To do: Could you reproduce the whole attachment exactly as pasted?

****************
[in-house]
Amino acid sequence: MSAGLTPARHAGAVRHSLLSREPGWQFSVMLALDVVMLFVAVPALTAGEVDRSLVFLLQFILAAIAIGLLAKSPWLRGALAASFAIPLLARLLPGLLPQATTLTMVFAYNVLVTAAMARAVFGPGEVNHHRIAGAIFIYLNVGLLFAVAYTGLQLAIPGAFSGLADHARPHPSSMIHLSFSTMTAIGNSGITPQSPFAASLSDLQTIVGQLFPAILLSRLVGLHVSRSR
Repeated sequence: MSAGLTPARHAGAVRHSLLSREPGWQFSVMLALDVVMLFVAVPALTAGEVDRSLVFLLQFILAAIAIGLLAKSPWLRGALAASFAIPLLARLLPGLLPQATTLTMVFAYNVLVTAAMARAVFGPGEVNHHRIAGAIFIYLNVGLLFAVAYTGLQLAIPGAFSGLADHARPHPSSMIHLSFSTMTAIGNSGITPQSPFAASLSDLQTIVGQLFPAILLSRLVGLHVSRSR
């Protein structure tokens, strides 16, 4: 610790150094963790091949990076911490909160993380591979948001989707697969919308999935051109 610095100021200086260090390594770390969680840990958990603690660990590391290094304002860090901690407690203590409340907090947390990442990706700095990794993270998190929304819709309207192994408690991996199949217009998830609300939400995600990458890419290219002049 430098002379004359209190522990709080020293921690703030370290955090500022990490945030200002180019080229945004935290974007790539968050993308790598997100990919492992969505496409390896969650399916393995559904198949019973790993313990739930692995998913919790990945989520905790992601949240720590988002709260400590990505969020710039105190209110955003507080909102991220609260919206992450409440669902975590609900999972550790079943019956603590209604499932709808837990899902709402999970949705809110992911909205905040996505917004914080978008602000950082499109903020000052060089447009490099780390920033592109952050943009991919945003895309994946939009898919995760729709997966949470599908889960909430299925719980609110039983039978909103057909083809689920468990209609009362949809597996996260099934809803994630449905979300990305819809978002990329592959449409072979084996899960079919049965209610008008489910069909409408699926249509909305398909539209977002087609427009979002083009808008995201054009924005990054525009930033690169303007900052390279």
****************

[in-house]
Amino acid sequence: MSAGLTPARHAGAVRHSLLSREPGWQFSVMLALDVVMLFVAVPALTAGEVDRSLVFLLQFILAAIAIGLLAKSPWLRGALAASFAIPLLARLLPGLLPQATTLTMVFAYNVLVTAAMARAVFGPGEVNHHRIAGAIFIYLNVGLLFAVAYTGLQLAIPGAFSGLADHARPHPSSMIHLSFSTMTAIGNSGITPQSPFAASLSDLQTIVGQLFPAILLSRLVGLHVSRSR
Repeated sequence: MSAGLTPARHAGAVRHSLLSREPGWQFSVMLALDVVMLFVAVPALTAGEVDRSLVFLLQFILAAIAIGLLAKSPWLRGALAASFAIPLLARLLPGLLPQATTLTMVFAYNVLVTAAMARAVFGPGEVNHHRIAGAIFIYLNVGLLFAVAYTGLQLAIPGAFSGLADHARPHPSSMIHLSFSTMTAIGNSGITPQSPFAASLSDLQTIVGQLFPAILLSRLVGLHVSRSR
């Protein structure tokens, strides 16, 4: 610790150094963790091949990076911490909160993380591979948001989707697969919308999935051109 610095100021200086260090390594770390969680840990958990603690660990590391290094304002860090901690407690203590409340907090947390990442990706700095990794993270998190929304819709309207192994408690991996199949217009998830609300939400995600990458890419290219002049 430098002379004359209190522990709080020293921690703030370290955090500022990490945030200002180019080229945004935290974007790539968050993308790598997100990919492992969505496409390896969650399916393995559904198949019973790993313990739930692995998913919790990945989520905790992601949240720590988002709260400590990505969020710039105190209110955003507080909102991220609260919206992450409440669902975590609900999972550790079943019956603590209604499932709808837990899902709402999970949705809110992911909205905040996505917004914080978008602000950082499109903020000052060089447009490099780390920033592109952050943009991919945003895309994946939009898919995760729709997966949470599908889960909430299925719980609110039983039978909103057909083809689920468990209609009362949809597996996260099934809803994630449905979300990305819809978002990329592959449409072979084996899960079919049965209610008008489910069909409408699926249509909305398909539209977002087609427009979002083009808008995201054009924005990054525009930033690169303007900052390279």